I often touch things that show me a story of the past – its past. Very often, these things touch me. The visual stays as does a pledge to protect it. Because structures store beauty, history, legacy, an identity – sanctuaries of who we are, where we came from, why we came to be, perhaps, how we stay alive even after we’re gone. In a world that’s ever-changing, they’re our constants. Solid, still reminders of moving narratives.

When the spires of the Notre Dame were on fire, our hearts burned. Hot tears ran down our cheeks from eyes that stared and minds that stopped and bodies that stood in disbelief. This could not be happening to our shared inheritance. The world cannot lose a thing of beauty. It’s meant to be a joy forever. And our forever was going up in flames.

This is where the bitterness sets in. All of a sudden, eternity is a lie. It is, isn’t it?
Nothing lasts forever.
All good things must come to an end.
The thing that we feared the most has already happened to us – an innocuous mistake – a horrific tragedy.
The Notre Dame wasn’t undergoing renovations. Renovations make things better.
The sky has fallen. A fire burnt it down.

But we have got to live, no matter how many skies have fallen.

Our foundation shook, how could we possibly stand? In moments like these, a resurrection seems unimaginable. How can beauty so rare ever be replaced; ever be rebuilt?

Often hope is born when all is forlorn.
And we find the faith that we can make it better.
Once again, we would have to build a beautiful worth creating, celebrating and preserving.
Because the world is a better place when it has more beauty in it.

It took a touch to believe. A touch to find out.

Location: Notre Dame, Saint Michel, Paris, France.

Points of Contact:
Eyes, on a fire tearing through the 850-year-old monument.
A heart, broken at the sight.

Flames have this personality.
A look. A gait. A purpose.
An element of freedom. With a light that shines. Or a blaze that burns.
They can choose to be bouncy beams of light. Blazing waves that create forms and figures and silhouettes.
And they can choose do that as they burn what lies beneath.
That’s what makes them fearsome.

They’re performing this dance, swaying and seesawing. It’s a stunning visual. And dare I say it! Atop the Notre Dame, it’s a spectacle. To think that something this spectacular was going to leave ashes and dust and devastation was never a part of the plot; certainly not the climax.

Mistakes happen. A process that was meant to mend the cathedral got inexplicably messed up. It now seems like the whole building might be lost.

I don’t want to think like that. And so, I allow my mind to waver like the flames.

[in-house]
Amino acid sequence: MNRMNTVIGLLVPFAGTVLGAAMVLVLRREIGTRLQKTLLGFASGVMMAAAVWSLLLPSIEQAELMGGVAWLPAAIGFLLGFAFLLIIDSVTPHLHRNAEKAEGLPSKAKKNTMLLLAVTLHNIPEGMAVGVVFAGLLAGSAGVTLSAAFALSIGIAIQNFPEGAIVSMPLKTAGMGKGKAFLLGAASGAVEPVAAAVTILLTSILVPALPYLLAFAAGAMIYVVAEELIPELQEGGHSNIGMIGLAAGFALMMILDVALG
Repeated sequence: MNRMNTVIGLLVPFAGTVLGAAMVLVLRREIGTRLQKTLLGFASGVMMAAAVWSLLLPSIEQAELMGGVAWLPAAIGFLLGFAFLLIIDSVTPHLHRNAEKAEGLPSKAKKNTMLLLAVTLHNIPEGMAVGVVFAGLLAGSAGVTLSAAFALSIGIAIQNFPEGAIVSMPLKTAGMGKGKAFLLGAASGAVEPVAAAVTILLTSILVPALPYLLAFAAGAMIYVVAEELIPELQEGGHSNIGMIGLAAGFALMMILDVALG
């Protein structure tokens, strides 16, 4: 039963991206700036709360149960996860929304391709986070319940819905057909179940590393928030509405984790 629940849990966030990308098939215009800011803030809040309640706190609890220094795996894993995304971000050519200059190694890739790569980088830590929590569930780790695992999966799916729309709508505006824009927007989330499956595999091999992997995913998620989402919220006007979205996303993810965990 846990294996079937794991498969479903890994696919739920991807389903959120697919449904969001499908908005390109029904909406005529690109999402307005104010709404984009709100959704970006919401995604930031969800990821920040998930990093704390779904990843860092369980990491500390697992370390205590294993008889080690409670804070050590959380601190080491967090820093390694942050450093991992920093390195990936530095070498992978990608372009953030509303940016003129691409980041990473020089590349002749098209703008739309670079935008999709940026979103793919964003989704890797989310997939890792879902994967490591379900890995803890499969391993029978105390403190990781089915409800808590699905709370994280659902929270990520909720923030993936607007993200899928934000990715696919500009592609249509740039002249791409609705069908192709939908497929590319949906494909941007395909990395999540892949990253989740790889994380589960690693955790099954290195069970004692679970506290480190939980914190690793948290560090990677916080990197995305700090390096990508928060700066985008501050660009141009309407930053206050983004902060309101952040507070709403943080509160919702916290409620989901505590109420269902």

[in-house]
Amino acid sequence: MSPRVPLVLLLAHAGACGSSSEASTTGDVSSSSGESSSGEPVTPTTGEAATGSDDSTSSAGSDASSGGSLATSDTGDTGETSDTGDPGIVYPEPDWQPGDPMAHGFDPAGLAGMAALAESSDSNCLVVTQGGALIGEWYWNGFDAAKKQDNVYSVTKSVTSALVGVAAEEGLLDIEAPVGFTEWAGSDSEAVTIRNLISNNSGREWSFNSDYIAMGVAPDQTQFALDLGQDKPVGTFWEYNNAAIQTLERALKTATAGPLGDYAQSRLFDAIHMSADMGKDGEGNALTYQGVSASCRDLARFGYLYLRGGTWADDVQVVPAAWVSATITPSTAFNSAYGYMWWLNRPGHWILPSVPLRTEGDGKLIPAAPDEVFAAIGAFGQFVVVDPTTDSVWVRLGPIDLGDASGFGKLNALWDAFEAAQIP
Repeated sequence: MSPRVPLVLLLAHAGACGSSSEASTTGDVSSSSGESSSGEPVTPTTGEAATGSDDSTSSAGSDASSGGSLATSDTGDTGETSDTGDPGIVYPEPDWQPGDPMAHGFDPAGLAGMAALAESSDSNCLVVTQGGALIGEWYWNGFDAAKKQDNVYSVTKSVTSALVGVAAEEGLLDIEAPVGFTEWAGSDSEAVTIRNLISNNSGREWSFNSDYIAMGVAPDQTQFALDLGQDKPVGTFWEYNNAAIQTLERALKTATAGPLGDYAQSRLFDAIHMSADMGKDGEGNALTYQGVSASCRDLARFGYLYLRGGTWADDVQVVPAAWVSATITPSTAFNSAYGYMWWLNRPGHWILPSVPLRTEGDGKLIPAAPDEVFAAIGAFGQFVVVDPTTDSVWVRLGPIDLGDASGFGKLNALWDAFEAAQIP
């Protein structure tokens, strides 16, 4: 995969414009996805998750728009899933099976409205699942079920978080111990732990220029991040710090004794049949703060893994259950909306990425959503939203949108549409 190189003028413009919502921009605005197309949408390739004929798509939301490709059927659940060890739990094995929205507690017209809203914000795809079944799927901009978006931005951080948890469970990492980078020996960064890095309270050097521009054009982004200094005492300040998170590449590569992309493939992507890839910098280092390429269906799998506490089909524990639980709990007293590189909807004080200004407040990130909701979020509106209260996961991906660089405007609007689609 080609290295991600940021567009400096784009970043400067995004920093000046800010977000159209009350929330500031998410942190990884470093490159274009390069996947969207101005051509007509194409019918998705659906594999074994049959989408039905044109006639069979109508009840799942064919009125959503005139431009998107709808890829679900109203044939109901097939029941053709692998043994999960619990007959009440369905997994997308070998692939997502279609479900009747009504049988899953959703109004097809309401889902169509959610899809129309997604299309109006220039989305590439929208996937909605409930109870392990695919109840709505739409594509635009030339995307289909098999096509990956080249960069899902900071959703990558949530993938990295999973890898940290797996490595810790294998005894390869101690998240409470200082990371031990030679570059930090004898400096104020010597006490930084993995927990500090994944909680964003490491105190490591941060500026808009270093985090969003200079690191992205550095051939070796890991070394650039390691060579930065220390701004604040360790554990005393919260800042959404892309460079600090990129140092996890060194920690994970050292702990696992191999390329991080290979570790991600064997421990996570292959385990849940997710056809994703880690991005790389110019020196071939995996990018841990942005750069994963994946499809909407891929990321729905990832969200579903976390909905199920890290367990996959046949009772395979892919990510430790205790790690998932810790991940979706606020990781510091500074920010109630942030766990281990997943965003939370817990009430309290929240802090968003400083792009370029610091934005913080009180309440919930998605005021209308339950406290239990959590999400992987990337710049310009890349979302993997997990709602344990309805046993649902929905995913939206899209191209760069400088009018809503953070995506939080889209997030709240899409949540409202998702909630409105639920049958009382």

To those that built this most sacred house.
The ordinary laymen, who in the words of the Welsh poet, John Ormond,
“climbed onto sketchy ladders towards God
With winch and pulley hoisted hewn rock into heaven
Inhabited sky with hammers, defied gravity,
Deified stone, took up God’s house to meet Him,
And came down to their suppers and small beer.”

Did they know they were quite literally, making history? How significant their work would one day become? That they were building the “soul” of not just a nation but a planet that would weep if it was even mildly grazed let alone ablaze!?
This monument stood for a million prayers. Every day.
At their outset, we must invoke the memory of the men that built this channel, this shelter.
Gratitude might do their toil justice then. Today, empathy will.
How their hearts would break if they saw their very human effort go up in flames.

The same flame that ignites within to build something great.
The same flame that can smother your dreams to smithereens.

There in the windows of one of the Gothic towers, I see Quasimodo. His back more hunched than ever, to hide hot tears. His Esmeralda was dying all over again. He runs into the fire, to her rescue and throws the flames down like he did Frollo from the height of the Notre Dame. A part of his heart was saved. Again.

Since the beginning of time, we have broken our backs and bones to build eternities that are easy on the eyes. They are soothing remnants of rough histories. Reminders of grit despite the grind. Roses with thorns. Something to look at, so we can look back and see how far we’ve come. And human beings have had the capacity to endure so much of what’s inhuman along the way.

Smoke from a fire like this carries us a little too far from where we were. We will have to make a collective effort to be rescued, not just monetarily but also towards rebuilding faith; beauty and a lot of that lost sanctity. This is where we go back to the old. To the ordinary laymen that built it then and the likes of whom will now move in and lift and lay more rock into the heavens. For decades on end. And we will have to lie in wait, with hope, in appreciation and utter admiration for the blood and sweat and stamina of the ordinary people who do the work.

Just then, the sun in Paris was setting.
That moment was redolent of the recent blackness.
The burns might haunt some.
Some would know the Sun never sets forever.
Some would stand in admiration as they beheld beauty that a fire sought to destroy but only accentuated.
Some would just love this structure. Always and forever. And love isn’t mere. It’s the infinity of a sun’s fire.
Just then, in that moment, because a setting sun is the first phase from darkness to light, I wanted to tell the Notre Dame, “You. You are worth that sunset love; As you were yesterday. As you are today. As you’ll be tomorrow.”

Even before I’ve drawn my eyes away, my heart cries “Tu me manques”. Because this Cathedral, that has survived wars, plagues, and occupation, will be missing from me. From us all. For however long and however little.



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